The Community for Technology Leaders
RSS Icon
Subscribe
Issue No.01 - January/February (2011 vol.28)
pp: 39-50
Ryan Newton , Intel
Mark Hampton , Intel
Geoff Lowney , Intel
ABSTRACT
In the era of multicores, many applications that require substantial computing power and data crunching can now run on desktop PCs. However, to achieve the best possible performance, developers must write applications in a way that exploits both parallelism and cache locality. This article proposes one such approach for x86-based architectures that uses cache-oblivious techniques to divide a large problem into smaller subproblems, which are mapped to different cores or threads. The authors then use the compiler to exploit SIMD parallelism within each subproblem. Finally, they use autotuning to pick the best parameter values throughout the optimization process. The authors have implemented this approach with the Intel compiler and the newly developed Intel Software Autotuning Tool. Experimental results collected on a dual-socket quad-core Nehalem show that the approach achieves an average speed up of almost 20x over the best serial cases for an important set of computational kernels.
INDEX TERMS
multicore, throughput computing, cache-oblivious algorithms, parallelization, simdization, vectorization, autotuning, Intel Nehalem
CITATION
Chi-Keung Luk, Ryan Newton, William Hasenplaugh, Mark Hampton, Geoff Lowney, "A Synergetic Approach to Throughput Computing on x86-Based Multicore Desktops", IEEE Software, vol.28, no. 1, pp. 39-50, January/February 2011, doi:10.1109/MS.2011.2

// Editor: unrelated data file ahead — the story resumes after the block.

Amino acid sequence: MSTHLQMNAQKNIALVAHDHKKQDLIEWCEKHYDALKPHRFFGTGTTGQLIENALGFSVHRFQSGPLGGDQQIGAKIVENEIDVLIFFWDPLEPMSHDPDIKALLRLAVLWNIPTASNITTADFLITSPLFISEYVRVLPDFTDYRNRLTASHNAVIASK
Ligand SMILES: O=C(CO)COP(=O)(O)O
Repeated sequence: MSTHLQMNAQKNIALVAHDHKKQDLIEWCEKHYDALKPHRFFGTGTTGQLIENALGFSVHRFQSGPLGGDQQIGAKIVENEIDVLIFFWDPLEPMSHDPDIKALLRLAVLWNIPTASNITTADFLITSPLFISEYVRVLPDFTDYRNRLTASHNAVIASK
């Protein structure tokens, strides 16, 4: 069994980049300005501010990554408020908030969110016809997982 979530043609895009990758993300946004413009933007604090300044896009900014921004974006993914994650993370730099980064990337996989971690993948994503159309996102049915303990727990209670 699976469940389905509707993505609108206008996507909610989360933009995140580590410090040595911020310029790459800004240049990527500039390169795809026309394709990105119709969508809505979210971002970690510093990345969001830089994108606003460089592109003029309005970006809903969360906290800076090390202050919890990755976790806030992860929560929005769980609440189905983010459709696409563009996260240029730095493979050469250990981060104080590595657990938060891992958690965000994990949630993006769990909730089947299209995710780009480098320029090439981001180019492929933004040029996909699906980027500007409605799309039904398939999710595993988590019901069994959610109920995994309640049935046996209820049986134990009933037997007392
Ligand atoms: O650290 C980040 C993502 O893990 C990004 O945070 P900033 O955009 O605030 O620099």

REFERENCES
1. M. Frigo et al., "Cache Oblivious Algorithms," Proc. 40th Ann. Symp. Foundations of Computer Science, ACM Press, 1999, pp. 285–298.
2. P. Kumar, Cache Oblivious Algorithms, LNCS 2625, Springer, 2003, pp. 193–212.
3. H. Prokop, "Cache-Oblivious Algorithms," master's thesis, Laboratory for Computer Science, Massachusetts Inst. of Technology, June 1999.
4. A.J. Bik, The Software Vectorization Handbook, Intel Press, 2006.
5. D. Bailey et al., "PERI Auto-Tuning," J. Physics: Conference Series (SciDAC 2008), vol. 125, no. 1, 2008; www.mcs.anl.gov/uploads/cels/papersP1517.pdf.
6. R.C. Whaley, A. Petitet, and J.J. Dongarra, "Automated Empirical Optimization of Software and the ATLAS Project," Parallel Computing, vol. 27, nos. 1–2, 2001, pp. 3–35.
7. V. Strassen, "Gaussian Elimination Is Not Optimal," Numerical Mathematics, vol. 13, 1969, pp. 354–356.
8. "Using Parallelism: (CEAN) C/C++ Extension for Array Notation," Intel, Mar. 2010.
9. J. Reinders, Intel Threading Building Blocks, O'Reilly, 2007.
10. R. Chandra et al., Parallel Programming in OpenMP, Morgan Kaufmann, 2001.
11. R.D. Blumofe et al., "Cilk: An Efficient Multithreaded Runtime System," Proc. 5th ACM SIGPLAN Symp. Principles and Practice of Parallel Programming (PPoPP), ACM Press, 1995, pp. 207–216.
12. M. Hall et al, "Autotuning and Specialization: Speeding up Nek5000 with Compiler Technology," Proc. Int'l Conf. Supercomputing, ACM Press, 2010, pp. 253–262.
13. M. Frigo and V. Strumpen, "Cache Oblivious Stencil Computations," Proc. 2005 Int'l Conf. Supercomputing, ACM Press, 2005, pp. 361–366.
14. J.L. Henning, "SPEC CPU2006 Benchmark Descriptions," Computer Architecture News, vol. 34, no. 4, 2006, pp. 1–17.
15. M.A. Bender, E.D. Demaine, and M. Farach-Colton, "Cache-Oblivious B-trees," Proc. 41st Ann. Symp. Foundations of Computer Science, ACM Press, 2000, pp. 399–409.
16. J. Chhugani et al., "Efficient Implementation of Sorting on Multi-core SIMD CPU Architecture," Proc. VLDB Endowment, vol. 1, no. 2, 2008, pp. 1313–1324.
17. S.G. Akl and N. Santoro, "Optimal Parallel Merging and Sorting without Memory Conflicts," IEEE Trans. Computers, vol. 36, no. 11, 1987, pp. 1367–1369.
18. V.W. Lee et al., "Debunking the 100X GPU vs. CPU Myth: An Evaluation of Throughput Computing on CPU and GPU," Proc. 37th Ann. Int'l Symp. Computer Architecture (ISCA), ACM Press, 2010, pp. 451–460.
19. NVIDIA, "CUDA SDK," www.nvidia.com/object/cuda_get.html.
51 ms
(Ver 2.0)

Marketing Automation Platform Marketing Automation Tool